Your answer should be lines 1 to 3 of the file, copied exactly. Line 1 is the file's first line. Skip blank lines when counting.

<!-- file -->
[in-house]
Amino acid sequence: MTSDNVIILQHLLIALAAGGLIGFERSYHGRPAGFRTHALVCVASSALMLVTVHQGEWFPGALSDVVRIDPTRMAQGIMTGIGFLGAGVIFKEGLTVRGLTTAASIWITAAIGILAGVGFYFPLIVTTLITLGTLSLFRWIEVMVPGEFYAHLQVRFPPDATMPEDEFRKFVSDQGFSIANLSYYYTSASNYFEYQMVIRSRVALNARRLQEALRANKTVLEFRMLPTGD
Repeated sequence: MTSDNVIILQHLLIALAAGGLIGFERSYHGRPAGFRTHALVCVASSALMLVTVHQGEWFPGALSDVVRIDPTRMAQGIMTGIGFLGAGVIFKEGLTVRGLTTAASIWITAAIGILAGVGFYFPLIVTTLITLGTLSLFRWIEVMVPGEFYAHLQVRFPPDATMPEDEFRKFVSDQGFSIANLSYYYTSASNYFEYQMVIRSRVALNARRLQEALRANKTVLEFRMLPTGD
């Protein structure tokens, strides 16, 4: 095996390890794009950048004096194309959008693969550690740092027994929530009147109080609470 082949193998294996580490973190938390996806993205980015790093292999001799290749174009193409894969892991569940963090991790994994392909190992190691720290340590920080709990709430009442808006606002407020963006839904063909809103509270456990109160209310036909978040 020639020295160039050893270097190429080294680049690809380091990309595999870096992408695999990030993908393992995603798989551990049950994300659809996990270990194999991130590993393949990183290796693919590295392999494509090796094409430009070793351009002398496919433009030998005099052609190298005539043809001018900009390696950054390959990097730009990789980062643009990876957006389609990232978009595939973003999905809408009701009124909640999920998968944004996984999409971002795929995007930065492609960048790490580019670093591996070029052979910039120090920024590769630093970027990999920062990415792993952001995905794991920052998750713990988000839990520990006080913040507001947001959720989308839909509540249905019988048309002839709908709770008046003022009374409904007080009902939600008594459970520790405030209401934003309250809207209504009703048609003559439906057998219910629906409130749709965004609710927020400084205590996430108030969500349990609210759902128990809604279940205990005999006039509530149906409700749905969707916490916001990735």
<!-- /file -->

[in-house]
Amino acid sequence: MTSDNVIILQHLLIALAAGGLIGFERSYHGRPAGFRTHALVCVASSALMLVTVHQGEWFPGALSDVVRIDPTRMAQGIMTGIGFLGAGVIFKEGLTVRGLTTAASIWITAAIGILAGVGFYFPLIVTTLITLGTLSLFRWIEVMVPGEFYAHLQVRFPPDATMPEDEFRKFVSDQGFSIANLSYYYTSASNYFEYQMVIRSRVALNARRLQEALRANKTVLEFRMLPTGD
Repeated sequence: MTSDNVIILQHLLIALAAGGLIGFERSYHGRPAGFRTHALVCVASSALMLVTVHQGEWFPGALSDVVRIDPTRMAQGIMTGIGFLGAGVIFKEGLTVRGLTTAASIWITAAIGILAGVGFYFPLIVTTLITLGTLSLFRWIEVMVPGEFYAHLQVRFPPDATMPEDEFRKFVSDQGFSIANLSYYYTSASNYFEYQMVIRSRVALNARRLQEALRANKTVLEFRMLPTGD